Question 287: Is the following a controlled group: a C Corporation is owned by 2 sisters (the first owns 77% and the second owns 23%). The first sister is a 99% limited partner in a partnership; the corporation is the 1% General Partner. The corporation sells household remodeling items; the partnership installs the items.
Answer: You don't have a controlled group but you do have a group of trades or businesses under common control. Let me explain, with references to the 4th edition of my book, Who's the Employer?. (Subscribers can click to view online the text of these references.)
The entities aren't a controlled group, because they aren't both corporations. The controlled group rules are limited to corporations. (I am assuming that the partnership has not elected to be taxed as a corporation, but as you'll see in a moment, that doesn't change the result.)
Congress realized that the controlled group rules, which apply only to corporations, are insufficient to deal with situtations such as the one here, involving unincorporated businesses. So Congress authorized the Treasury Department to adopt regulations to describe groups of trades or businesses (whether or not incorporated) under common control. [Q 12:2.] Essentially, the same pension consequences attach to controlled groups and to groups of trades or businesses under common control. [Q 12:1.]
For both controlled groups and common control, there must be a controlling interest: the same 5 or fewer individuals, estates, or trusts must own at least 80% of each entity. [Q 12:3.] (Note that for income tax purposes only, the 80% requirement has been repealed. However, thanks to Code 1563(f)(5), the 80% requirement is still in place for employee benefit plan purposes. [Q 8:11.] In running the 80% test, we generally exclude, thanks to the Vogel Fertilizer Supreme Court decision, individuals who neither own, nor are deemed to own, an interest in both businesses. [Q 8:7.]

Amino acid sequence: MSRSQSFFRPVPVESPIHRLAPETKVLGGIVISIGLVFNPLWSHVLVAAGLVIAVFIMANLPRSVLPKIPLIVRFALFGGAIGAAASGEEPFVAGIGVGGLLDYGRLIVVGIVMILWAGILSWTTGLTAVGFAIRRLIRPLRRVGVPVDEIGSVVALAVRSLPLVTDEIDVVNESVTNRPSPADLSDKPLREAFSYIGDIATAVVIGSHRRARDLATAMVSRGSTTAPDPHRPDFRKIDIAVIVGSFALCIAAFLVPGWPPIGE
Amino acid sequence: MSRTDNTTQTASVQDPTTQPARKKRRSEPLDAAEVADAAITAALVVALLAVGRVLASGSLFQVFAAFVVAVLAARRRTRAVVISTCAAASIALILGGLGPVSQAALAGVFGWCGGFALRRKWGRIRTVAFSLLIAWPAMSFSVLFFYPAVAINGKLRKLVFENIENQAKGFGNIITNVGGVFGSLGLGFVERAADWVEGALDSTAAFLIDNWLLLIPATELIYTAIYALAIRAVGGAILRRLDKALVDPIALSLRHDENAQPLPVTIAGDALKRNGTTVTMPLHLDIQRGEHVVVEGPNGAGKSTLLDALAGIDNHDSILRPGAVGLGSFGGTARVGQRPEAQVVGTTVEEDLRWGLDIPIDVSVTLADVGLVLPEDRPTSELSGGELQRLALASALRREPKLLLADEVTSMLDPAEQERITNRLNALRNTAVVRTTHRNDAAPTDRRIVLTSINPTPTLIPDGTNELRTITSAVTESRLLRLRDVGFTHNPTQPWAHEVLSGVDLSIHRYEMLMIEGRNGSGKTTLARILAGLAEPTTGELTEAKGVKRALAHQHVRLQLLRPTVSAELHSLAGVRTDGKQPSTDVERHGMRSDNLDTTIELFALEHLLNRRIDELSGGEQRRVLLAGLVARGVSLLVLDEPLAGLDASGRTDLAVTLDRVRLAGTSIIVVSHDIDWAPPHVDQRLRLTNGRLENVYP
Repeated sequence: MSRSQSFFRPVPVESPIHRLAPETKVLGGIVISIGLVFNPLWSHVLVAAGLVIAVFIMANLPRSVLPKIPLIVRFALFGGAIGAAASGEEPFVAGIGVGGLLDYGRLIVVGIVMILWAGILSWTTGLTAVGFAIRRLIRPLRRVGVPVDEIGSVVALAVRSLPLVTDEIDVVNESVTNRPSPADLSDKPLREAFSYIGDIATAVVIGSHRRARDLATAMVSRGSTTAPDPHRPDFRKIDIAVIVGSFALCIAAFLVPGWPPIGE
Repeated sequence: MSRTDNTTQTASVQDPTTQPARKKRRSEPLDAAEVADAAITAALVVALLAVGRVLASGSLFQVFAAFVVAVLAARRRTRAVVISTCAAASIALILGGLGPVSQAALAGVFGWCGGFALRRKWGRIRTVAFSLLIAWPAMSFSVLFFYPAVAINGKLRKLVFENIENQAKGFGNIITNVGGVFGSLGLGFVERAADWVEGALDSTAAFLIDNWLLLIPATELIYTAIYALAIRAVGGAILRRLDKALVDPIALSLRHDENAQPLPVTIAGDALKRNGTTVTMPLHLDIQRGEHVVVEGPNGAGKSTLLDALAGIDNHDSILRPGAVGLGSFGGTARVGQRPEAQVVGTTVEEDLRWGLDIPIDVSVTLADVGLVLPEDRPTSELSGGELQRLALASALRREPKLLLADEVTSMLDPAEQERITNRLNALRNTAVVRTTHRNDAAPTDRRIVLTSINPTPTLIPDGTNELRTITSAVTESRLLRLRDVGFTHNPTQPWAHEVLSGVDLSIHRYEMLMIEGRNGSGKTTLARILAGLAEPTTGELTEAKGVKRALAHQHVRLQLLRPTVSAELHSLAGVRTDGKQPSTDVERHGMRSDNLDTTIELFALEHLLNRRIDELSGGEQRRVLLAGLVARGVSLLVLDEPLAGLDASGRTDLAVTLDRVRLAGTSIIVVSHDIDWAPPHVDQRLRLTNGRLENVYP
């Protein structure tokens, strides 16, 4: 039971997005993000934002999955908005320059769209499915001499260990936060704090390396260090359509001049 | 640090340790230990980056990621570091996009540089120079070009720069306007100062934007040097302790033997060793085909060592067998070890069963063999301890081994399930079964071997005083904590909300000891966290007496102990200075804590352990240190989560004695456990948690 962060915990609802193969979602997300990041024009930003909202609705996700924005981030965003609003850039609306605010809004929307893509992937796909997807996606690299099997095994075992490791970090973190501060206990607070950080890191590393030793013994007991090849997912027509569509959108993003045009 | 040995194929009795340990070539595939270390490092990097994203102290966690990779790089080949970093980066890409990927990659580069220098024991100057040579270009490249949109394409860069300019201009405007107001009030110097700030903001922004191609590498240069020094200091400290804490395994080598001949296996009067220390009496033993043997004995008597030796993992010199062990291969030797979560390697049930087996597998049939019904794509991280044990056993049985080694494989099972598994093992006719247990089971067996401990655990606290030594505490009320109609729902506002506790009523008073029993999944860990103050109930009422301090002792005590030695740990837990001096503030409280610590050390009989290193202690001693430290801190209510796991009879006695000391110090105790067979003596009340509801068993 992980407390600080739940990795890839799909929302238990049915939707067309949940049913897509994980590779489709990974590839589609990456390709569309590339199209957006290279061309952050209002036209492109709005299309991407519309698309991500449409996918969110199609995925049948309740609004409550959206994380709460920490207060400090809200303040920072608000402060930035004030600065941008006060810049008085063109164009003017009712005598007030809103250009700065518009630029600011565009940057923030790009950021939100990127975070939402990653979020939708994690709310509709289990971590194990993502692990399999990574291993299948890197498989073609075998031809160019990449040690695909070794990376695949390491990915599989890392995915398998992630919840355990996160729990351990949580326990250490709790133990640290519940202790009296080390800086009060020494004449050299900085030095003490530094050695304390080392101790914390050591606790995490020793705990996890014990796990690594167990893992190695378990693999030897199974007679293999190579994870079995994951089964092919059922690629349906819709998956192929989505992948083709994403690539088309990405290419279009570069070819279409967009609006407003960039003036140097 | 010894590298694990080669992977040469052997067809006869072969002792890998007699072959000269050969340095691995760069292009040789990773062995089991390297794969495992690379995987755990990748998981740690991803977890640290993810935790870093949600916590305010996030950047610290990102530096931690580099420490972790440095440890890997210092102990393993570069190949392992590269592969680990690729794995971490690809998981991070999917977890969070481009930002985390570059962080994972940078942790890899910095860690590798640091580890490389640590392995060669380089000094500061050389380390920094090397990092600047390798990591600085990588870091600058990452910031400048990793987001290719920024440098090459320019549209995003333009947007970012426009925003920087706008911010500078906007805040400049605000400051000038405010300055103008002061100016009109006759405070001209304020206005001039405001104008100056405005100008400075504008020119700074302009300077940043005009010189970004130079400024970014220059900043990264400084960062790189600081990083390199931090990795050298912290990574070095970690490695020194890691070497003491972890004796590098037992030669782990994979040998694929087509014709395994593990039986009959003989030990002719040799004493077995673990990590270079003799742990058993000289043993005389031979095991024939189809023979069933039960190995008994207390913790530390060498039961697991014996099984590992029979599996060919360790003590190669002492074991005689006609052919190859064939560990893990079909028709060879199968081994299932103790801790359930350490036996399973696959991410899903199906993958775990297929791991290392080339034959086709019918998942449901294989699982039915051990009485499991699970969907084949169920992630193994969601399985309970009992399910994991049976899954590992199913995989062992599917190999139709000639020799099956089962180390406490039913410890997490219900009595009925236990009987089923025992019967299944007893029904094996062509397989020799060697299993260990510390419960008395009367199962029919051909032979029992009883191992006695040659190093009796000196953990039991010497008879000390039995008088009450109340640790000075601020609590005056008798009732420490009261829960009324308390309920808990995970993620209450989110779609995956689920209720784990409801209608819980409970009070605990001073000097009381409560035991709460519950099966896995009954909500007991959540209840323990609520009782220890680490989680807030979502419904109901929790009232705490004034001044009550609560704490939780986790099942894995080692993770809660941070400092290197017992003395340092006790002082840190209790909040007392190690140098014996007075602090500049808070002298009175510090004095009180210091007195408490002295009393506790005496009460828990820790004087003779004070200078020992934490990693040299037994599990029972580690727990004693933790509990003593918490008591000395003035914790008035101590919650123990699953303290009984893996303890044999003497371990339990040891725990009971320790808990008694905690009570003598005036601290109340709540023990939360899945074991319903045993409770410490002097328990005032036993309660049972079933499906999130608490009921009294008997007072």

Additionally, the same 5 or fewer individuals, estates, or trusts must own more 50% effective control. [Q 8:6.] Because the first sister has 77% effective control (the lesser of her ownership in the partnership or the corporation), that requirement is easily satisfied.
The second sister owns 23% of the corporation but has no direct ownership in the partnership. If there were no attribution rules, the sister would be out of the picture. Because the second sister owns 23% of the corporation, it would be impossible for the first sister to own 80% of the corporation.
But attribution rules must be considered. No, there isn't any attribution between the sisters. Neither sister is deemed to own the stock of her sibling. But there is attribution from a corporation to its 5% or more shareholders. [Q 9:14.] Hence the first sister not only owns her 99% limited partnership; she also owns 77% of the 1% general partner interest held by the corporation. More important, the second sister is deemed to own 0.23% of the partnership due to attribution of the corporation's general partnership interest.
Why is the 0.23% interest important? Because Vogel Fertilizer doesn't apply any more. Both sisters own an interest, no matter how small, in both businesses. And so we count the ownership of both sisters in applying the controlling interest test. Between the two of them, they own 100% of the corporation and 100% of the partnership. Result: the two businesses are under common control. So employees of both are deemed to be employed by a single employer.
It is tempting in this case to give the quick answer, "There's no attribution between sisters, so no common control." But the quick answer frequently is not the right answer. You must check every type of attribution.